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University health doctors make discovery, confirm 13 vaping cases

On Friday, doctors at the University of Utah confirmed they've seen 13 cases of vaping related illness and strongly suspect more. (PHOTO: John Wojcik, KSL Newsradio)

SALT LAKE CITY, Utah –Doctors at the University of Utah believe they’ve made a breakthrough discovery connected to vaping-related illness.

At a press conference on Friday at University of Utah Hospital, doctors explained their discovery of cell characterization in cases of vaping related illness and provided updated numbers on the growing problem.

Health officials say they’ve found fat-laden cells in patients suffering from a vaping-related respiratory illness.

Large immune cells inside the lungs of patients contain a number of oily droplets, which are called lipid-laden macrophages.

Those lipid-laden macrophages are being classified as a “marker” of vaping-related illness.

“Whether this is a driver of disease or just a representation of the disease itself, either way, this has been helpful for us for identifying patients,” says  Dr. Sean Callahan, University of Utah assistant professor.

Doctors say the discovery is significant because it helps distinguish which patients are suffering a respiratory issue due to vaping from those suffering from something else.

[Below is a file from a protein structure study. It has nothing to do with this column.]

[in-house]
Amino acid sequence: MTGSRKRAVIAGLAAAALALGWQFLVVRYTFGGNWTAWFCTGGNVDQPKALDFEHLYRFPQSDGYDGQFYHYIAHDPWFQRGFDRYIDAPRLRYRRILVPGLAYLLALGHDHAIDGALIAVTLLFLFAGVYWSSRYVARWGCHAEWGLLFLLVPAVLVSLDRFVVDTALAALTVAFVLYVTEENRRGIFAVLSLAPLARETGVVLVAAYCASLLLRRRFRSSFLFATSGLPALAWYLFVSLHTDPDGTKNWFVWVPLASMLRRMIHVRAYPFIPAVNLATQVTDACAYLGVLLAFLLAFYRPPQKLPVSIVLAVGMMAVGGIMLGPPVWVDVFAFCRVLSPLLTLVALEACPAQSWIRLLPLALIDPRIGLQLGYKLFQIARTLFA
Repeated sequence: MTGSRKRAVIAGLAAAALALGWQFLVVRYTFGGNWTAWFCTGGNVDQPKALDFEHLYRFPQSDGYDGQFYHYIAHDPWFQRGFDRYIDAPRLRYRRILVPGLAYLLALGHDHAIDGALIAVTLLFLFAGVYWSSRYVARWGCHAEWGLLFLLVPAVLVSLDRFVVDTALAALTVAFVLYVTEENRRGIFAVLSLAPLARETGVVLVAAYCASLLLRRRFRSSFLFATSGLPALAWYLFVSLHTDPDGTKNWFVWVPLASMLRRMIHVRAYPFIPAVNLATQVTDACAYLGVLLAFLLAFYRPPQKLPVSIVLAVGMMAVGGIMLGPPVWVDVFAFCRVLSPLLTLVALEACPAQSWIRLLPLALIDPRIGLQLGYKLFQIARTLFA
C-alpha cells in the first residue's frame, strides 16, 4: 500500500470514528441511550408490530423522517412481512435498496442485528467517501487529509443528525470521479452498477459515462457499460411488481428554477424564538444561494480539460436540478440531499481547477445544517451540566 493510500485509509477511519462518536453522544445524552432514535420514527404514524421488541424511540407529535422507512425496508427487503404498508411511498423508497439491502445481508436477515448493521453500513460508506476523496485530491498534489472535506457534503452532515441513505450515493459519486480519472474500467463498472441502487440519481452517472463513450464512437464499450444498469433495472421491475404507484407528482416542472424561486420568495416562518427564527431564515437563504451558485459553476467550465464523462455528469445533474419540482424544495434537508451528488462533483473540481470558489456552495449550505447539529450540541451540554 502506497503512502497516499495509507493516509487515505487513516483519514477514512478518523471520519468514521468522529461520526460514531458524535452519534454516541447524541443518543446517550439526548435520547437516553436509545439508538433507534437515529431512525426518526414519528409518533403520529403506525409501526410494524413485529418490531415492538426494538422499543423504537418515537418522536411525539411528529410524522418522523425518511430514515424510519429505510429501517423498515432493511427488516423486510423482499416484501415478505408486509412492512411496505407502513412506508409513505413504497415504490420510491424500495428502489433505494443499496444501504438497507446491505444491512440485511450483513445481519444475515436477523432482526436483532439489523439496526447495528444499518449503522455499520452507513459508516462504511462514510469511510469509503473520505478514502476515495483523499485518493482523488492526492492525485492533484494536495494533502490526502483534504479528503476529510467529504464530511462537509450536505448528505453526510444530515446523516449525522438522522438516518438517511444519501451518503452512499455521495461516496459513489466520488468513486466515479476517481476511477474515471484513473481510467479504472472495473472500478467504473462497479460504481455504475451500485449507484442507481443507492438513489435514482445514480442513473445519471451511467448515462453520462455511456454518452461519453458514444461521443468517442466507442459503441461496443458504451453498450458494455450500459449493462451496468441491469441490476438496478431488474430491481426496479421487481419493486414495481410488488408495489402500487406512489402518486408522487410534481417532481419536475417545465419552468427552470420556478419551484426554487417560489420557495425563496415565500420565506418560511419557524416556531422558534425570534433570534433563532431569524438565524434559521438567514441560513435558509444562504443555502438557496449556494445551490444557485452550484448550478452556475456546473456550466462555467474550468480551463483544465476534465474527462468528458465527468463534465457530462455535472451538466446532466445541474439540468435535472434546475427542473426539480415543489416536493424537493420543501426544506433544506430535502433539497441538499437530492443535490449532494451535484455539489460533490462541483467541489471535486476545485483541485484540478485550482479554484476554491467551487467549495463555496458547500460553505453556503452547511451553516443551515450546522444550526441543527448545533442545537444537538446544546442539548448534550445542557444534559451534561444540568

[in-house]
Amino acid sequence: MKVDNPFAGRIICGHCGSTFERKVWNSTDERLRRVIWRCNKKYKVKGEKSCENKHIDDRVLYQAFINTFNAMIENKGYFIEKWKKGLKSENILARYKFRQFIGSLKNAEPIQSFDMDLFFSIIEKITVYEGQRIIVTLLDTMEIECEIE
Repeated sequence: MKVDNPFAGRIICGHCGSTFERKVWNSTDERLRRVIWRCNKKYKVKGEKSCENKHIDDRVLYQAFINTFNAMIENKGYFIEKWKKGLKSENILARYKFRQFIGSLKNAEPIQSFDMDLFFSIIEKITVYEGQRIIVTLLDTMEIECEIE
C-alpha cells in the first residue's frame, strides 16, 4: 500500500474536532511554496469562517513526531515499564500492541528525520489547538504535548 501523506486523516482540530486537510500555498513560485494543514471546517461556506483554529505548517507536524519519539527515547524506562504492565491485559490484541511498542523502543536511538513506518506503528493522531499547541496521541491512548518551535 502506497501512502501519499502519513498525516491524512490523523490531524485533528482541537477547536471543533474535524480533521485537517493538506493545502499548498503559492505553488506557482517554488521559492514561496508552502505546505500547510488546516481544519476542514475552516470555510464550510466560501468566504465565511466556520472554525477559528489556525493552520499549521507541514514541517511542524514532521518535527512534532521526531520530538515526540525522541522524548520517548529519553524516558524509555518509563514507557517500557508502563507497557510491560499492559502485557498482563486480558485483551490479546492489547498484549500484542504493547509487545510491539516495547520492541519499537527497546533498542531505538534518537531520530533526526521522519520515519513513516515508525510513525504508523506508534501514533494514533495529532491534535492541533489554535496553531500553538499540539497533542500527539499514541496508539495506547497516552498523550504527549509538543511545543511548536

“This can be a difficult disease to diagnose because it shares similarities to pneumonia viral infections and this has been helpful,” said Callahan.

He says many of the symptoms, which include coughing, shortness of breath and low oxygen levels, are extremely similar to someone suffering from classic lipoid pneumonia.

Health officials say the vaping-related illness is worsening.

There are now 13 confirmed cases of vaping-related respiratory illness at University of Utah Hospital.

Doctors theorize there are more strongly suspected cases yet to be diagnosed.

“The fact that we’re seeing lots and lots of these cases, if we don’t call it an epidemic, either way, the number of these cases is really alarming,” he explains.

On Wednesday, there was a sixth confirmed death in the U.S. linked to vaping products and e-cigarette use.

The Utah Department of Health announced Monday the statewide number of suspected vaping-related lung disease in Utah is 35 total cases.